Cory Kaufman


At The Cycling House Since: 2015 Hometown: Missoula, MT Trips Working:


Cory Kaufman

I grew up in Western PA in a small town named Somerset just outside of Pittsburgh. I gained interest in cycling through the Livestrong movement and volunteering at Cycling Nationals at Seven Springs Ski Resort, which I later found out that TCH owner, Owen Gue, was also coincidentally racing (he may have been the guy that I dropped the H20 bottle during the feed zone, whoops). So for my 16th birthday, my dad bought me my first road bike, a 2004 Lemond Big Sky S.

My real passion back then was running and swimming and I took my running to college where I was a student-athlete at Messiah College. During this time I loved road biking but XC and Track training took priority. However, the handful of rides I took during the offseason, left me wanting to get serious about triathlon and cycling post-college.

I moved to Missoula summer of 2010 to attend grad school in exercise physiology at U of M. The program and Missoula was a perfect fit! I studied the limits of human performance: exercising in extreme heat, cold, and altitude. I found it fascinating.

During grad school, my running took a back seat form a chronic college running injury. My Lemond Big Sky S and newly acquired Kona Big Unit Hard Tail Mtb rekindled my love for riding and I quickly realized the Missoula trails had a lot to offer. Then I learned about cyclocross, which was steeplechase running, mountain biking, and road cycling all combined. CX is now a favorite.

After grad school, I fell upon a race-timing job with Competitive Timing. I never knew that chip timing races was a real job, but it was. Over the past few years, I’ve been busy during the summer months traveling to races across Montana and the PNW timing running races, triathlons, marathons, cycling races, and Nordic. It’s the perfect fit for me. In 2016, I partnered up with the owner and the future of race timing looks bright!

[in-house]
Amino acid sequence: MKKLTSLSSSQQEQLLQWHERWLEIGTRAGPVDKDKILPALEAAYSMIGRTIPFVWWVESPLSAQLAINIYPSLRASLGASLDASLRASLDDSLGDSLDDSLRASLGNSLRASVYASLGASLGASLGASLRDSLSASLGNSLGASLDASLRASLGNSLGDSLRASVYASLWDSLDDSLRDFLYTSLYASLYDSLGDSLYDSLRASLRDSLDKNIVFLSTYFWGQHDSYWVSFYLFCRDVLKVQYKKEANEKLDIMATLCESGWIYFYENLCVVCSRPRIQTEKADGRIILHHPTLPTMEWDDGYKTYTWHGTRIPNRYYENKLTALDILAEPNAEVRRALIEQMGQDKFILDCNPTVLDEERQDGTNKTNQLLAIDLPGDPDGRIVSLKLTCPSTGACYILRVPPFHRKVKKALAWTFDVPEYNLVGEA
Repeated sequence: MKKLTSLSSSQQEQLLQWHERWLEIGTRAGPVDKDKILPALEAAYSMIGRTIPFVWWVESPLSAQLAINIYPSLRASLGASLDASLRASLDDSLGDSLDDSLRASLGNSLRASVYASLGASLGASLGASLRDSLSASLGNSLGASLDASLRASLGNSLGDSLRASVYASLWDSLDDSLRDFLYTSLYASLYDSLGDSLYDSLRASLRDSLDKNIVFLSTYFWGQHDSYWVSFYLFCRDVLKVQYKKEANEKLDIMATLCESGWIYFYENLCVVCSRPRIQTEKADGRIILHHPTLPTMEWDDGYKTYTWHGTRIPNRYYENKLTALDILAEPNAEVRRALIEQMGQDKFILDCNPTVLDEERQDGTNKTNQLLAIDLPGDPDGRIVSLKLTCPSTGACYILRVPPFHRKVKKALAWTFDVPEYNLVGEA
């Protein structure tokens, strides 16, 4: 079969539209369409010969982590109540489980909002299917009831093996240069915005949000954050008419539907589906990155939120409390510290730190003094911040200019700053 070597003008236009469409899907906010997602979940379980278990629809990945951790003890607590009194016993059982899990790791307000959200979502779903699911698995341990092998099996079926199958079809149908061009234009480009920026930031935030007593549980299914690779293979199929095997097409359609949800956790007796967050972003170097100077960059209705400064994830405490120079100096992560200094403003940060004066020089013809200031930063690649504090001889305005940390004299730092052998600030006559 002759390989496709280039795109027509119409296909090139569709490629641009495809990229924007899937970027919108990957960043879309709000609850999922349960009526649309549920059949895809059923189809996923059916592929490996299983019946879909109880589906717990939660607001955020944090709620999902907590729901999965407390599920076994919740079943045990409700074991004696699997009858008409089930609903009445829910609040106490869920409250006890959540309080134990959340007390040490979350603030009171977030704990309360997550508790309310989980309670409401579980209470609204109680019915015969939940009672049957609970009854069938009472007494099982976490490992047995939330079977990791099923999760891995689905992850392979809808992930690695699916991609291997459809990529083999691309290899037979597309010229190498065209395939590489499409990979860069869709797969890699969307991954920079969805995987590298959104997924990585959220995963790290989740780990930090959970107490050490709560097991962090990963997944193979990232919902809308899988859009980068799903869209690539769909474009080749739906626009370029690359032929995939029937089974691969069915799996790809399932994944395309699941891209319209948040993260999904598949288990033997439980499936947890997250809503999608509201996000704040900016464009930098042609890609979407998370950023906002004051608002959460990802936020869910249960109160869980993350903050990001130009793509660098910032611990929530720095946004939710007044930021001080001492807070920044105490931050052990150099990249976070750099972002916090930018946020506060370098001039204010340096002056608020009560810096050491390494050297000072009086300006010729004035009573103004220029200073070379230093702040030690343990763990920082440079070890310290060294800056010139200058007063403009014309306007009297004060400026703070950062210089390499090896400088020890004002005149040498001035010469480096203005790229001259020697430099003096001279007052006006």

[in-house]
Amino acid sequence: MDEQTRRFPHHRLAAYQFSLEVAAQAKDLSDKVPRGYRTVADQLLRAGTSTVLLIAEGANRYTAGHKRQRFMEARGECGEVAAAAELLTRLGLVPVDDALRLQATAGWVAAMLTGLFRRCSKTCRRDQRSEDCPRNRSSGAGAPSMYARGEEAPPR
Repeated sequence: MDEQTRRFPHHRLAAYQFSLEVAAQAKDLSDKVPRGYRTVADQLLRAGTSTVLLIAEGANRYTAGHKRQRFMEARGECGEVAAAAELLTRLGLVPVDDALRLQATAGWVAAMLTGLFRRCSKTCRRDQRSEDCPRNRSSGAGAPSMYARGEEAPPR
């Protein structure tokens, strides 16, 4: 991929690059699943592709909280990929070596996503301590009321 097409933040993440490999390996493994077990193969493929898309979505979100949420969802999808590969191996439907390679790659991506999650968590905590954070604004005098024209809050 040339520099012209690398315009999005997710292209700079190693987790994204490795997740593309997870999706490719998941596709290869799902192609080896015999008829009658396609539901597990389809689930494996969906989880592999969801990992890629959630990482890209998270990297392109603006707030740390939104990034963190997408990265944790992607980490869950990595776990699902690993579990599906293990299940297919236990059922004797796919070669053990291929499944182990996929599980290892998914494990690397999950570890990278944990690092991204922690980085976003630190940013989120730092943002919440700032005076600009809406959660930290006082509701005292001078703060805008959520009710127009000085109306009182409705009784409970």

The Cycling House has provided me a great opportunity to take a break from the finish line and timing chips, and share my passion cycling with the TCH clients. I look forward to clients’ stories and hearing their cycling goals during their week escape to Tucson during the winter.

What is the best thing about working at The Cycling House?

I love meeting guests from all over North America who each have a different goal and story of why they ride and why they are in Tucson with us. It’s really neat to share a week of riding, training, and vacation with them in their busy lives.

Do you have a favorite ride?

Any new route whether that is a new trail, fire road, or paved road. Although one my favorite rides is probably Missoula - Nine Mile - Petty Creek. It offers some great gravel sections, the perfect amount of elevation, the smoothest paved road in Montana, all with little traffic. Ok and one more: Rolling Thunder Cyclocross. Under the lights, mud, fans, sand, barriers, Thunder Mountain, riding through a Big Sky Brewery. I could ride that every week until my legs and cross bike gave out.

What is the most memorable day you’ve ever had on the bike?

Hell Ride 2016. One of my first ‘road cycling races’. Within a minute of the start, teammate Brendan Halpin went on a solo breakaway leaving the group. Six miles later, I got antsy and starting picking up the pace. The peloton eventually let me and another rider go and the two of us reeled Halpin back in some muddy, cold, and wet conditions. The three of us drilled it for a few miles until we were caught by the peloton. Things fragmented later in the race when we went up and over and then back up and over Petty Creek. On the ten-mile stretch of paved, slightly downhill road coming down Petty, I thought I could break up the pace-line of 6-8 riders with some monster pulls. Not the case. We got to the aid station before the final stretch of 25 miles of gravel and I blew through it thinking it was my only chance to breakaway for a top three finish. I threw down the hammer and went deep only to be caught one by one by ten minutes later. The last 15 miles were the worst. On the last 200m climb, my quads were cramping when I sat in the saddle and my hamstrings were cramping when I stood. It took me a few minutes to get up that hill when other riders were taking a minute. Although it wasn’t a great finish, I learned a lot about road racing that day and that it’s important to not burn your matches early. Racing bikes is a heck of a lot different than running races, which is what I was used to.